Yellow Squash Pie

"This unusual but delicious pie tastes much like lemon custard."
photo by a user photo by a user


  • 2 cups yellow squash, cooked and drained well
  • 4 whole eggs, lightly blended
  • 34 cup granulated sugar
  • 4 tablespoons lemon extract
  • 9 inches pie plate


  • Preheat oven to 350 degrees F.
  • Cook (steaming works well) enough yellow squash (crookneck, not butternut or such) to a nice soft consisitency, enough to equal 2 full cups cooked and drained, about 20 minutes.
  • In mixing bowl, combine squash, eggs and sugar; stir, but do not beat.
  • Add lemon extract.
  • Pour into a lightly buttered pie plate and bake approximately 40 minutes at 350 degrees or until pie is custard consistency. Let cool and chill in refrigerator.
  • Serve cold. Tastes like lemon custard.
  • Note: recipe originally had 1 cup sugar, which has been reduced to 3/4 cup (or even less, depending on your preferred taste).

Questions & Replies

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  1. This was extremely easy. I substituted green squash since it's growing wild in my garden. I thought it was a little to sweat but others liked it that way.
  2. Excellent and great tasting. Easy prep!!!!! My guest loved it! :-)
  3. Just tasted like sweet squash with lemon flavor to us. We didn't like it at all. We are not very picky eaters but couldn't handle this. Very easy to make but sorry to say it was easier to through away.
  4. I sooooo wanted to love this recipe. I followed this recipe exactly -- even the 4 Tablespoons of extract all along thinking that would be just too much lemon. It was. My family didn't like this at all. We found the lemon to be too strong and the pie not to be sweet enough. In fact, so much lemon left a very bitter after-taste. My husband thought the pie tasted like a strong, flat diet soda. I think I would try this again, with maybe 4 teaspoons of lemon extract -- but not 4 tablespoons.
  5. I subbed Splenda for the sugar and cut it back to 1/2 cup. I really liked the flavor and any time I can make a treat healthier with veggies it's alright with me.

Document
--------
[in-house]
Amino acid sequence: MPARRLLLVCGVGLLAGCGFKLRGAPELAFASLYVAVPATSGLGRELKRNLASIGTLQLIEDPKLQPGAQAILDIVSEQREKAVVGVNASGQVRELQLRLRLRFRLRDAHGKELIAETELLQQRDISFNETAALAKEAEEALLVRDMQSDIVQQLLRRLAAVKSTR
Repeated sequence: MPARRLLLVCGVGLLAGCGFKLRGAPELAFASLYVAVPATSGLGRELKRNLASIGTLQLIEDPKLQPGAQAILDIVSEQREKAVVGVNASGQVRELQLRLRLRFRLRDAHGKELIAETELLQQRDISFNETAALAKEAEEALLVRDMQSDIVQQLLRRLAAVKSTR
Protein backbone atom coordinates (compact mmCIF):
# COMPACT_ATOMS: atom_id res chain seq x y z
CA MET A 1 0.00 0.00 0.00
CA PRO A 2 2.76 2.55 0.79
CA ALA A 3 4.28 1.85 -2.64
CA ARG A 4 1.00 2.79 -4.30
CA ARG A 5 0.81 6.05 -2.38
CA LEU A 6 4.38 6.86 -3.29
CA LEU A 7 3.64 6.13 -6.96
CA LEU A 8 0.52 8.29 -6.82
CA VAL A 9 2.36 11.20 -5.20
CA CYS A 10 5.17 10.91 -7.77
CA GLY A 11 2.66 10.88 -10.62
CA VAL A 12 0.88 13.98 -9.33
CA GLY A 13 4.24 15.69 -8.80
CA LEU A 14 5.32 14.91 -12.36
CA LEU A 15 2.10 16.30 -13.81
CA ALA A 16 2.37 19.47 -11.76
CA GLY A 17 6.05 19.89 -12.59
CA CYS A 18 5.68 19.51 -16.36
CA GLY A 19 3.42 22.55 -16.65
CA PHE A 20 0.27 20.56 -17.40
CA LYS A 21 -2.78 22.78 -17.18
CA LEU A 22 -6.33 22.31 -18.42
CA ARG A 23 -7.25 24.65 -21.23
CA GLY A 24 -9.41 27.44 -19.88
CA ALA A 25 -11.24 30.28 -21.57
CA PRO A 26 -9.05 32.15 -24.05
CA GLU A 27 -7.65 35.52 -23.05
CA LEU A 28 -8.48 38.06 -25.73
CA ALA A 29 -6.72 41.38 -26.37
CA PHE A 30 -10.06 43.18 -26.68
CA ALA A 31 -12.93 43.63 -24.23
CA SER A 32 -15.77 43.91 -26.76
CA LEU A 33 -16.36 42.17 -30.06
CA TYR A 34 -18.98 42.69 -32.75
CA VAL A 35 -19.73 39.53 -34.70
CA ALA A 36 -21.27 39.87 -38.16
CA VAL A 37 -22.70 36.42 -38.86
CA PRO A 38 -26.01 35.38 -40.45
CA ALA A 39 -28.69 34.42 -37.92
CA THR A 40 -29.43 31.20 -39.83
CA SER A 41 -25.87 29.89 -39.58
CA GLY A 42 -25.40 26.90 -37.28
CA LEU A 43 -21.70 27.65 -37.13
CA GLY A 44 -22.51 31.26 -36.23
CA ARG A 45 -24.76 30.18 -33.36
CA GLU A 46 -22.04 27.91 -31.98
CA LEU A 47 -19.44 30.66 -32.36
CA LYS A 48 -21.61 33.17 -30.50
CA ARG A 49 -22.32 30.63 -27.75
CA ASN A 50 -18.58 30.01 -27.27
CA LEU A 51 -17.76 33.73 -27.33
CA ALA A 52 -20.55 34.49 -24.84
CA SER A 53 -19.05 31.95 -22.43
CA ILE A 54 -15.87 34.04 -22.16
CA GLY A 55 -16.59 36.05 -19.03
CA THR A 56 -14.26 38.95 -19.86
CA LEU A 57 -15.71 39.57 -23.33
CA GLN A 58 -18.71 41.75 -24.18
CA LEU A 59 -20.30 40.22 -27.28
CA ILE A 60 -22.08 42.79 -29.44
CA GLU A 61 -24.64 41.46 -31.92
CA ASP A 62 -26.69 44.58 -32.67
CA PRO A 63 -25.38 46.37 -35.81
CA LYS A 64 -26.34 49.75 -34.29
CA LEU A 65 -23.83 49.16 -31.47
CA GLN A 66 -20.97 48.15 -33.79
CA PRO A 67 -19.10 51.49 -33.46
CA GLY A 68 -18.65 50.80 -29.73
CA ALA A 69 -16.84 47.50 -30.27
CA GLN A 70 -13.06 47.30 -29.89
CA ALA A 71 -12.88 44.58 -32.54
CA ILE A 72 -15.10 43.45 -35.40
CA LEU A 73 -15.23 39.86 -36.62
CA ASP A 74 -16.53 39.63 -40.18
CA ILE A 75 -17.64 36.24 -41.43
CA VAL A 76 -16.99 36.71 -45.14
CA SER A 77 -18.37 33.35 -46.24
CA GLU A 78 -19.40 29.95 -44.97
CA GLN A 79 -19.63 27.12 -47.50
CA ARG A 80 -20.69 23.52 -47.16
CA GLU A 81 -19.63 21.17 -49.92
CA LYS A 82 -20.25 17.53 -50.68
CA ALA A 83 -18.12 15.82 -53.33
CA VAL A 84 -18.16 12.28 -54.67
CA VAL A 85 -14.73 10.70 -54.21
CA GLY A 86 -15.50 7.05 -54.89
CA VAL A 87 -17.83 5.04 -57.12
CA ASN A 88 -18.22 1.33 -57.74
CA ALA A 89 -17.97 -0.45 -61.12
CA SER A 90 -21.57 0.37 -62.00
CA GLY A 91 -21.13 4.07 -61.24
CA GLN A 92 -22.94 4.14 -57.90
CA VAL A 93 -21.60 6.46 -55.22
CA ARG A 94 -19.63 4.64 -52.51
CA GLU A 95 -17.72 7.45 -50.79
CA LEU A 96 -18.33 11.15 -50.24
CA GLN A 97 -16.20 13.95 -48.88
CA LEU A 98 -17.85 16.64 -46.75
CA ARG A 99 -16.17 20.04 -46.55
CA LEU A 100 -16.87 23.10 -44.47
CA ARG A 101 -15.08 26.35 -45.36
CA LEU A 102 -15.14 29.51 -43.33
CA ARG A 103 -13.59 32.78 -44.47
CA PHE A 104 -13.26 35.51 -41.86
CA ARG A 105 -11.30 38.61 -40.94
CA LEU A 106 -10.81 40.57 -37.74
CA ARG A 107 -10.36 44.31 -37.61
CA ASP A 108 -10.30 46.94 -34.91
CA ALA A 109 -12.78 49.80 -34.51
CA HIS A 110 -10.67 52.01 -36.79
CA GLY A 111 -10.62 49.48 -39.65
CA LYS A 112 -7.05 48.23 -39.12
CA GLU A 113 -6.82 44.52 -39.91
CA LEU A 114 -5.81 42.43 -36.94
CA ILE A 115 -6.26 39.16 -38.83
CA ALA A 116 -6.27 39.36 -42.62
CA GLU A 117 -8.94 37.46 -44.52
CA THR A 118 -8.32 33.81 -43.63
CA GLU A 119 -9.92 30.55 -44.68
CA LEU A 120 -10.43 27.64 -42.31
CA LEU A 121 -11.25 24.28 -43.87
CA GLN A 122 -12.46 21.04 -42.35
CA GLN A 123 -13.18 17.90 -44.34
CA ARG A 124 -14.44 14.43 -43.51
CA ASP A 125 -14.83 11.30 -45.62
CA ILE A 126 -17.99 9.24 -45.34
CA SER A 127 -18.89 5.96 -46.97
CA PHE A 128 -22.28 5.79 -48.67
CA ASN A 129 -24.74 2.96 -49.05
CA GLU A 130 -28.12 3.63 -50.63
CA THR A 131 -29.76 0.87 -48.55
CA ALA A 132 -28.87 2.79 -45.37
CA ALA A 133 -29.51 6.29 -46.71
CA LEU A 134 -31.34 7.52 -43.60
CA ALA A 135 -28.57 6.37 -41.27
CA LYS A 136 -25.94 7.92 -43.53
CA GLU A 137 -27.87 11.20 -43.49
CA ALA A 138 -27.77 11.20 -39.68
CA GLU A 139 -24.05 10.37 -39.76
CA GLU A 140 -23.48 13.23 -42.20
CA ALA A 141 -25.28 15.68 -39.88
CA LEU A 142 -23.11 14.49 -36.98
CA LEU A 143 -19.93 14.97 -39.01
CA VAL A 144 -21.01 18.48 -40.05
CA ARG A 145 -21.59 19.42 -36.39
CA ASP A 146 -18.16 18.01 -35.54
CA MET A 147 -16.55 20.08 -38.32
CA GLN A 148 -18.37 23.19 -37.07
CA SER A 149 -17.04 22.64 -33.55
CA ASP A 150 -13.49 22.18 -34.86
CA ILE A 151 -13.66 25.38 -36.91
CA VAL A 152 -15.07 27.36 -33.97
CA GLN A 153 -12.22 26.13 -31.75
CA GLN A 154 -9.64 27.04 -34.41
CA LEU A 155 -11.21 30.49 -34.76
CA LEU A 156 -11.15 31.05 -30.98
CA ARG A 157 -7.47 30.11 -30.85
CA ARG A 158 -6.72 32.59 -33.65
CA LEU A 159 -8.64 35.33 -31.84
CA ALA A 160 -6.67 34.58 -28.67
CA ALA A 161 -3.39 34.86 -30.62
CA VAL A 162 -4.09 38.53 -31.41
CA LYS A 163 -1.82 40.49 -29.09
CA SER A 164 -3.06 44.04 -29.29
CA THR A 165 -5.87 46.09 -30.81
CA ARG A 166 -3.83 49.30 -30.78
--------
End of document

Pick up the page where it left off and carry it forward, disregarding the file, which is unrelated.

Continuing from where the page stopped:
<p>It's simply this: I love to cook! :) <br /><br />I've been hanging out on the internet since the early days and have collected loads of recipes. I've tried to keep the best of them (and often the more unusual) and look forward to sharing them with you, here. <br /><br />I am proud to say that I have several family members who are also on RecipeZaar! <br /><br />My husband, here as <a href=>Steingrim</a>, is an excellent cook. He rarely uses recipes, though, so often after he's made dinner I sit down at the computer and talk him through how he made the dishes so that I can get it down on paper. Some of these recipes are in his account, some of them in mine - he rarely uses his account, though, so we'll probably usually post them to mine in the future. <br /><br />My sister <a href=>Cathy is here as cxstitcher</a> and <a href=>my mom is Juliesmom</a> - say hi to them, eh? <br /><br />Our <a href=>friend Darrell is here as Uncle Dobo</a>, too! I've been typing in his recipes for him and entering them on R'Zaar. We're hoping that his sisters will soon show up with their own accounts, as well. :) <br /><br />I collect cookbooks (to slow myself down I've limited myself to purchasing them at thrift stores, although I occasionally buy an especially good one at full price), and - yes, I admit it - I love FoodTV. My favorite chefs on the Food Network are Alton Brown, Rachel Ray, Mario Batali, and Giada De Laurentiis. I'm not fond over fakey, over-enthusiastic performance chefs... Emeril drives me up the wall. I appreciate honesty. Of non-celebrity chefs, I've gotta say that that the greatest influences on my cooking have been my mother, Julia Child, and my cooking instructor Chef Gabriel Claycamp at Seattle's Culinary Communion. <br /><br />In the last couple of years I've been typing up all the recipes my grandparents and my mother collected over the years, and am posting them here. Some of them are quite nostalgic and are higher in fat and processed ingredients than recipes I normally collect, but it's really neat to see the different kinds of foods they were interested in... to see them either typewritten oh-so-carefully by my grandfather, in my grandmother's spidery handwriting, or - in some cases - written by my mother years ago in fountain pen ink. It's like time travel. <br /><br />Cooking peeve: food/cooking snobbery. <br /><br />Regarding my black and white icon (which may or may not be the one I'm currently using): it the sea-dragon tattoo that is on the inside of my right ankle. It's also my personal logo.</p>
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